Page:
All joking aside, this is serious business. And with a $180 million contract, this type of business will provide a ton of good high paying engineering jobs. If the whole Mars trip costs $200 billion by the time man lands on Mars, this will be an adventure well worth it in economic growth and hopefully a bit of restored pride in both NASA and the US.

While politicians like to complain about the costs, they all know that these are the types of jobs that cant be shipped over seas or farmed out to third world countries. These types of jobs also allow for economic prosperity. It was the whole space program in the 1960's that caused the economy of the US to boom, even in a time of war. In spite of our fighting in Vietnam, we were still able to cause the average American consumer to actually have a high level of confidence in the basic economy, all the way until the oil shock hit.

Unfortunately, we are in the middle of another oil shock that is shaking the foundations of almost every country in the world, but this is primarily due to the fact that while the oil companies are making record profits, the workers have not benefited int he same way. If the US doesn't find a way to distract the American consumer at this point, all may be lost. Especially the space program which is the first to be cut any time that there are funding issues elsewhere.

In my book, if we make it to mars on the schedule that President Bush laid out, then it will be an absolute miracle worthy of the stories that are still told about the men who went to the moon. Will this be Bush's legacy? The man who brought Mars closer to us? Dont bet on it but hopefully as more contracts are awarded to US companies, we will find that the date of the trip and man setting foot on Mars will get closer with or without all of the external circumstances.

Saturday, June 07, 2008

ABC Sportscaster Jim McKay Dead

No one can forget the Wide Wold of Sports intro for ABC Sports or the way that Jim McKay was a mainstay in the world of announcing at a time when the sports world needed someone like him.

He announced almost any major sports event and the ones most people remember him for are 1972 and 1976 Olympic games. In 1972, the Israeli athletes were murdered and he was the one voice which came through with a sound of reason amongst the madness that followed the incident.

In 1976, it was he who presided over the games, announcing as Jim Walker won the 1500 and Bruce Jenner won the decathlon.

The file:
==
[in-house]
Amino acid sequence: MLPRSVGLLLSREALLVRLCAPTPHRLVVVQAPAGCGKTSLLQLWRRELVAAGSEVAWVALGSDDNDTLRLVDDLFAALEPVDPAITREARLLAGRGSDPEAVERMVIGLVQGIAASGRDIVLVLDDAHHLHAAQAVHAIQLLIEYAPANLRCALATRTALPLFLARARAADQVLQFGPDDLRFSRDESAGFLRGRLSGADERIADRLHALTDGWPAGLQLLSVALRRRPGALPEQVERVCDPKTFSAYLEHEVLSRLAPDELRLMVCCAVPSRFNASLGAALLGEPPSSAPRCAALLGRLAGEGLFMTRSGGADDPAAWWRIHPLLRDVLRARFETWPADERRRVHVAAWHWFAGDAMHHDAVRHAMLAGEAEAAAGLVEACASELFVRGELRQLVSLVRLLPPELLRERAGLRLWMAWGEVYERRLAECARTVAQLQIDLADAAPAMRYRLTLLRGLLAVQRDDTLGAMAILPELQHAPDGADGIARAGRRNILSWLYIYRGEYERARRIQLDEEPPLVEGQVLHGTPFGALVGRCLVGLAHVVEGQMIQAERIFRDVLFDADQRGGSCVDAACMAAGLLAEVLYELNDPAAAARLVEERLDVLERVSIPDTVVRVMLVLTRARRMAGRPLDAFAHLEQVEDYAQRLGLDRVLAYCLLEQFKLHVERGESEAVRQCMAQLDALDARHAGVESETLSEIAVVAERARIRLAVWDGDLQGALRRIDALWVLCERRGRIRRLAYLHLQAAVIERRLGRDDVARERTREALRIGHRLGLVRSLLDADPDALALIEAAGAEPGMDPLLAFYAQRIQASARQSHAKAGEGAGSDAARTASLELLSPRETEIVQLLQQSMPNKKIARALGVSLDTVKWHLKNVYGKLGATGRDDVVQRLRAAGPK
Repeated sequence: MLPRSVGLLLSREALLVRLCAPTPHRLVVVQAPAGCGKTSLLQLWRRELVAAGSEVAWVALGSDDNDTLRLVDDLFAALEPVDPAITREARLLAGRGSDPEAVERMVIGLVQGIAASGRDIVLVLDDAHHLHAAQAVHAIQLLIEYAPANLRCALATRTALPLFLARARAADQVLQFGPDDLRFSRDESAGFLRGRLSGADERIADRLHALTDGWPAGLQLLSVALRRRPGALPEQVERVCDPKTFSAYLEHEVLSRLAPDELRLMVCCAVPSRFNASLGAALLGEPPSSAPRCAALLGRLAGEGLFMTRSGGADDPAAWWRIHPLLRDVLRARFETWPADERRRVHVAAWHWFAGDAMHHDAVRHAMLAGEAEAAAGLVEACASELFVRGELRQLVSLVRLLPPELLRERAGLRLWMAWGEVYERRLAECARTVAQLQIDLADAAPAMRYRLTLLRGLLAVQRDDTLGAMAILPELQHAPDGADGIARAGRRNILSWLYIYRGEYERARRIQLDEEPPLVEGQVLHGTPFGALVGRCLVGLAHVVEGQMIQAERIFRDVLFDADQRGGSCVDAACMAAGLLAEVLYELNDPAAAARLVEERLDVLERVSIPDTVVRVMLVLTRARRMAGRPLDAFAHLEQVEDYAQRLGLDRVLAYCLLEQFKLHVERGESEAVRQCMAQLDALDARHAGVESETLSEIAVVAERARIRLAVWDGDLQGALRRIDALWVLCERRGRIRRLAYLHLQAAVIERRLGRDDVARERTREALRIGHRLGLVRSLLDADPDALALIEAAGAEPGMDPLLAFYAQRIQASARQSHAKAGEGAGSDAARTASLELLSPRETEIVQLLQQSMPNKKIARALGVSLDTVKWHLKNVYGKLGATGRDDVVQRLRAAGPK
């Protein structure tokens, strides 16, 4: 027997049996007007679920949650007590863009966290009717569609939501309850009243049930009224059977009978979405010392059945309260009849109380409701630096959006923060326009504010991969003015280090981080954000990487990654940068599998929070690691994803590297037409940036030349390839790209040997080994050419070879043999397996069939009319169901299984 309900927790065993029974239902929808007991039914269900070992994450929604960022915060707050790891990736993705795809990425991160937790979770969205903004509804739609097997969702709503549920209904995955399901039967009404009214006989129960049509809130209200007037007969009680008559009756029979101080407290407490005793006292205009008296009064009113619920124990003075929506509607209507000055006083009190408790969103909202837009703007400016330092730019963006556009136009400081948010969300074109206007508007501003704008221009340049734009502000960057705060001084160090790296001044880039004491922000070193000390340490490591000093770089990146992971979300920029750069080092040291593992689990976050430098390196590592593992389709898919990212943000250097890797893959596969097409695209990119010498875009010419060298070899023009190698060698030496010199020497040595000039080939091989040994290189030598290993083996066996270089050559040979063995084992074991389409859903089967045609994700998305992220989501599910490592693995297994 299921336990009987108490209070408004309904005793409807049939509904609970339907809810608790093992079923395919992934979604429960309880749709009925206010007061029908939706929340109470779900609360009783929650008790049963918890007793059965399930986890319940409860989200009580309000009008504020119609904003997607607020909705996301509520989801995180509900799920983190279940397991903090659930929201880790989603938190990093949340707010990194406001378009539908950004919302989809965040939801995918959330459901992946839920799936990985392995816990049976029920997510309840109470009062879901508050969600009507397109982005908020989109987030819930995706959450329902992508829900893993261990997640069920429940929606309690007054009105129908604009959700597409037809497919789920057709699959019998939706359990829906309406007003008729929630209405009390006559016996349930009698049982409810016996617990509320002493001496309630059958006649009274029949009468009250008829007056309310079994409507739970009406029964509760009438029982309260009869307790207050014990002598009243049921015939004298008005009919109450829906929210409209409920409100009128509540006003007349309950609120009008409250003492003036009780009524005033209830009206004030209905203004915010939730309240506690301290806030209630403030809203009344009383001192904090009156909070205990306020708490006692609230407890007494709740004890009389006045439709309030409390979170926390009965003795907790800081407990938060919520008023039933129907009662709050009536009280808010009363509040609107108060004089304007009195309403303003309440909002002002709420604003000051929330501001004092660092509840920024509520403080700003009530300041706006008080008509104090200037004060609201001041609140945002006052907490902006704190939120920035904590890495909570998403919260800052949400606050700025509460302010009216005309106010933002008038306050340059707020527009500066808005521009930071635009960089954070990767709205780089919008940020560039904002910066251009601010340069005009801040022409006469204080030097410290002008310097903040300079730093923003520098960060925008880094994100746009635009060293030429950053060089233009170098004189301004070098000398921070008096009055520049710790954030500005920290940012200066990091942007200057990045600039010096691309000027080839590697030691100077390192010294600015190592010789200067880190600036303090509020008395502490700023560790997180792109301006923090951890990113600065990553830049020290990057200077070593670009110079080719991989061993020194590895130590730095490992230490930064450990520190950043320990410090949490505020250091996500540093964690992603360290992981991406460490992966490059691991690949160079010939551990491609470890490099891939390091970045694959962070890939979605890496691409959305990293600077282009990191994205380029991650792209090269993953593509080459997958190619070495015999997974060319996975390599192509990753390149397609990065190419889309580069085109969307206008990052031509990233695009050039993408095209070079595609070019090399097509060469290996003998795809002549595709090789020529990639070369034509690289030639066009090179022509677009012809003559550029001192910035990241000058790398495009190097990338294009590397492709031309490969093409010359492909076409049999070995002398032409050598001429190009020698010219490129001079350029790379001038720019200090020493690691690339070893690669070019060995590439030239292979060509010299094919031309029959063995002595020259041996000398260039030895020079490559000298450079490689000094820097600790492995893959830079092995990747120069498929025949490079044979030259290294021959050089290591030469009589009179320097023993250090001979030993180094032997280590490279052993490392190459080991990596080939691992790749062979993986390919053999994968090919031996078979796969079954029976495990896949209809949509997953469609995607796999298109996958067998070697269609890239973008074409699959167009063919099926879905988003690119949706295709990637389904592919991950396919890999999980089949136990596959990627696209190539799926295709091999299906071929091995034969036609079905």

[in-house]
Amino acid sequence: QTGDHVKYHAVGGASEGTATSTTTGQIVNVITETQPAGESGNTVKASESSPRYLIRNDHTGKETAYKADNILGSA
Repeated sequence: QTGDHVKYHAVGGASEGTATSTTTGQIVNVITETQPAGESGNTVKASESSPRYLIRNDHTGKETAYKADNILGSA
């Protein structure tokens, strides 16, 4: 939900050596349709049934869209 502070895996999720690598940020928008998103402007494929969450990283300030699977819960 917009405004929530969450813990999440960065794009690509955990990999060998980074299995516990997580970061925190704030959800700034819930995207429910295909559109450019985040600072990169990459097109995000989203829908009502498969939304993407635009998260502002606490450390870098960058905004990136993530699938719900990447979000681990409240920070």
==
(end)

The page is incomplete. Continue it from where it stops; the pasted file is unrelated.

He began sports casting in 1961 and was a main stay in tv broadcasting during an era long ruled over by the great news casters of his day. But it was Jim McKay who with stood all the ups and downs and became beloved by many in his time.

We thank you for the memories Jim and wish there were others like you. Jim McKay was 86.

Thursday, June 05, 2008

My new twitter like toy, Plurk

Over the past six months or so, I have posted over 3000 messages on twitter, put up with the ups and downs of the site and grown to love the site in spite of its short comings. That was until this week when I discovered the promised land of social networking micro blogging sites.

Plurk, has a flavor much like that of twitter, in fact most of the twitter folks are there. There is one distinct difference. Plurk allows you to take part in a pure conversation directly in the users plurk, creating a near real time conversation between many people, much like the party lines of old.

While it has a ways to go to be perfect, Plurk is definitely a step up from the singularity of the twitter world. It allows you to follow multiple discussions all within the same time frame with by the minute break down of the Plurk chain, making it easy to find discussions you are taking part in. Another nice feature is the fact that the handling of the microblogger follows similar patters to the twitter ones.

If you havent tried out Plurk yet, you should. Just a bit of fore warning. It is addictive and you will find yourself among the sleep deprived of your fellow Plurkers. But until you get to the point of completely screwing up your sleep patterns, have fun and enjoy the graphical interface.

My Plurk --
My Twitter --